From “Praising Progress, Preserving Precision,” SPARC Open Access Newsletter, September 2, 2004.
One sign of OA momentum is that more and more publishers are jumping on the bandwagon. Some are launching OA journals. Some are converting subscription-based journals to OA. Some are offering OA content in subscription-based journals. Some are widening access short of OA. And some are using the now-popular name of “open access” regardless of how well or badly it describes their access policies.
Can we welcome every initiative to widen access without abandoning our goal of fully open access and without diluting the definition of “open access”? I hope so. These goals are perfectly compatible. However, they are sometimes seen as incompatible and that holds us back. I regret that some initiatives to widen access dilute our useful term, and I regret that some attempts to resist dilution and pursue full OA criticize useful progress.
More than ever before I'm hearing the complaint that the term “open access” doesn't have a firm, common definition. This is not true, but it could become true if dilution and misuse of the term continue.
The three major public definitions of “open access” are contained in the Budapest, Bethesda, and Berlin public statements. Even though these three definitions differ from one another in small ways (which I explored in SOAN for 8/4/03), they agree on the essentials. Let me refer to them collectively, or to their common ground, as the Budapest-Bethesda-Berlin or BBB definition of open access.
Nearly all OA proponents agree on the BBB definition. When I defend the concept of open access against dilution, I'm defending the communal consensus embodied in the BBB definition, not my own private preferences. The three contributing public statements have unparalleled stature and influence within the OA movement. Only outsiders and newcomers might mistake this. And that, I believe, is part of the problem. Our growing success means that our message in one form or another, clear or garbled, is reaching new people who almost certainly do not know the BBB definition or its centrality for our work.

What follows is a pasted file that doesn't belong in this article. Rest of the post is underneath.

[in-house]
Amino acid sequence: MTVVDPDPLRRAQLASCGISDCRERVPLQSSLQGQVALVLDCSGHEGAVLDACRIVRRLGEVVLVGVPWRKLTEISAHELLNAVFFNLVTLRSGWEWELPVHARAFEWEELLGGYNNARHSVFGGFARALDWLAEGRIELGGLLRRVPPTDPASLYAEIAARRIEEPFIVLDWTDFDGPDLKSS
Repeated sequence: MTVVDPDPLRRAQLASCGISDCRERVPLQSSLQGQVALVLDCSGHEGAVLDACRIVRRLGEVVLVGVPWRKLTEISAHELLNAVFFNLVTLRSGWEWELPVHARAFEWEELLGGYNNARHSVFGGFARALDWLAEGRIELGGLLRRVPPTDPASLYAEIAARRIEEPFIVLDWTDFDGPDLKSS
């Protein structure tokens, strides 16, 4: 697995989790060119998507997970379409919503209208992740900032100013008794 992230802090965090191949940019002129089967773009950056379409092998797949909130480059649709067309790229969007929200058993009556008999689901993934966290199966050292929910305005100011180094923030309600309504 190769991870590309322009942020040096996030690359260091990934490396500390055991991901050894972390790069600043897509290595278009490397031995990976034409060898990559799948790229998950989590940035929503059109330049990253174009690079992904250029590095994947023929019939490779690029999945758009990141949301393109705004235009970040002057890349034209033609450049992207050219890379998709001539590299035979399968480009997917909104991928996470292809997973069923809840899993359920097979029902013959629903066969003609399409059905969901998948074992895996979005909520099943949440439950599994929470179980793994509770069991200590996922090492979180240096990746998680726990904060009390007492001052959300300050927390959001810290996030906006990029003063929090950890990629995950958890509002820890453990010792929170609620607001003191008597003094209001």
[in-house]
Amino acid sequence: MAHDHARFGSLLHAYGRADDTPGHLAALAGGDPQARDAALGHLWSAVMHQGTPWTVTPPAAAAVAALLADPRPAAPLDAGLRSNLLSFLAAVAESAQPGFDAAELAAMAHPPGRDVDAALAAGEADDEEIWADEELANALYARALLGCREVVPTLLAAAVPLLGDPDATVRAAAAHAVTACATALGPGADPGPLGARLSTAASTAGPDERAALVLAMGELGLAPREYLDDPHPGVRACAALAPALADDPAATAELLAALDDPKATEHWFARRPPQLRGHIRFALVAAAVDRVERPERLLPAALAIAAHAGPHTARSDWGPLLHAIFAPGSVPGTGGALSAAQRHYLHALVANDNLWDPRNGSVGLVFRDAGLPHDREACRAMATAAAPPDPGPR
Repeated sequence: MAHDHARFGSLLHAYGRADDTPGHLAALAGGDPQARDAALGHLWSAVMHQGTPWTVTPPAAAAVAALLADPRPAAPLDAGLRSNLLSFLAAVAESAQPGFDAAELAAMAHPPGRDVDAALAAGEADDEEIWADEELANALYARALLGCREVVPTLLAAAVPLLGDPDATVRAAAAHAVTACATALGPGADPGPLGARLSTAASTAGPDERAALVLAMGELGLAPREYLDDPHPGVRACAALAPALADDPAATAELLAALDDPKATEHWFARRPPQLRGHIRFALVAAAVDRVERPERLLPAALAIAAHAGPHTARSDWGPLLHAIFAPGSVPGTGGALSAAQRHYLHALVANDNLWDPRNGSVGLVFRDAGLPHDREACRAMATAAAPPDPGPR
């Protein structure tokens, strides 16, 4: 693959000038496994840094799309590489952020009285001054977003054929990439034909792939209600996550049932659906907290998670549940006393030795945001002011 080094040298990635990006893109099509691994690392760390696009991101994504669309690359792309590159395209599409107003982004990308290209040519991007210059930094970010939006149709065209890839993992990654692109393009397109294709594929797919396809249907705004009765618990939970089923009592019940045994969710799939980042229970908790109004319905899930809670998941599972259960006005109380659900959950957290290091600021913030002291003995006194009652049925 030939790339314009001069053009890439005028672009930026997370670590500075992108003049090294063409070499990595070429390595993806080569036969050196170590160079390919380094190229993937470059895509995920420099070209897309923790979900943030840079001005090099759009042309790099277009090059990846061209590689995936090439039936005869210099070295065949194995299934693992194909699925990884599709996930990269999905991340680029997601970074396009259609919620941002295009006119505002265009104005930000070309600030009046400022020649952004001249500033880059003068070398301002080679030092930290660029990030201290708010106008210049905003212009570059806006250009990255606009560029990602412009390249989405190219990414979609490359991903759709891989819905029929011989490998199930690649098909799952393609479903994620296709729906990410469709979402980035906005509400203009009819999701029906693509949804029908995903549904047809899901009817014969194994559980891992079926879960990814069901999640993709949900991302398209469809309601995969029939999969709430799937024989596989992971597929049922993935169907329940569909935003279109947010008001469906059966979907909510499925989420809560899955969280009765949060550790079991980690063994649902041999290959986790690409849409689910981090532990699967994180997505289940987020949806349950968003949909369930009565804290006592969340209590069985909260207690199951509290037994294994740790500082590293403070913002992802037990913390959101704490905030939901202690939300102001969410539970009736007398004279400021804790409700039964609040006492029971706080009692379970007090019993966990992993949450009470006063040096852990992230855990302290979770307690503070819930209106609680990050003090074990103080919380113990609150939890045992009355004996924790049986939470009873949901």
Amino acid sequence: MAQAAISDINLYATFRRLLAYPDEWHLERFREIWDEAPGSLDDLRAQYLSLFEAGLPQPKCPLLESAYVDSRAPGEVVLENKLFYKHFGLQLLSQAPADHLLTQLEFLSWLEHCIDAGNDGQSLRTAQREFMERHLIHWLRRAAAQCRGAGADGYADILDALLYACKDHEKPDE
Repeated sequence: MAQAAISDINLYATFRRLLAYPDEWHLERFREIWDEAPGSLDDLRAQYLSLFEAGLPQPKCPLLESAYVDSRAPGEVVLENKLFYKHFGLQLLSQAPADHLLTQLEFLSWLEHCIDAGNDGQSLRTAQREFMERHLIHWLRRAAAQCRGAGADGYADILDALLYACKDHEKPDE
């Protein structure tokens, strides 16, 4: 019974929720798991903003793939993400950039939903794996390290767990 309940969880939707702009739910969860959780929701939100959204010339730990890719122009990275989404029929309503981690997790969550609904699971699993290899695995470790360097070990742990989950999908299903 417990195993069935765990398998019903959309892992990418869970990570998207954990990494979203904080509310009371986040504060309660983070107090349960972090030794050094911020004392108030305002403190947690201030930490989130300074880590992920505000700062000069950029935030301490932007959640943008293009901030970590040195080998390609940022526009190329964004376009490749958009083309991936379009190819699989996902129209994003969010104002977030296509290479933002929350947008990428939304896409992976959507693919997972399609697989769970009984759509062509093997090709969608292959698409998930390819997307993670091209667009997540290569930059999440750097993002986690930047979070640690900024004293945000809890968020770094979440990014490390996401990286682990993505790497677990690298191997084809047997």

The best-known part of the BBB definition is that OA content must be free of charge for all users with an internet connection. However, the BBB definition doesn't stop at free online access. It adds an extra dimension that isn't as easy to describe, and consequently is often dropped or obscured. This extra dimension gives users permission for all legitimate scholarly uses. It removes what I've called permission barriers, as opposed to price barriers. The Budapest statement puts the extra dimension this way:
By “open access” to this literature, we mean its free availability on the public Internet, permitting any users to read, download, copy, distribute, print, search, or link to the full texts of these articles, crawl them for indexing, pass them as data to software, or use them for any other lawful purpose, without financial, legal, or technical barriers other than those inseparable from gaining access to the Internet itself. The only constraint on reproduction and distribution, and the only role for copyright in this domain, should be to give authors control over the integrity of their work and the right to be properly acknowledged and cited.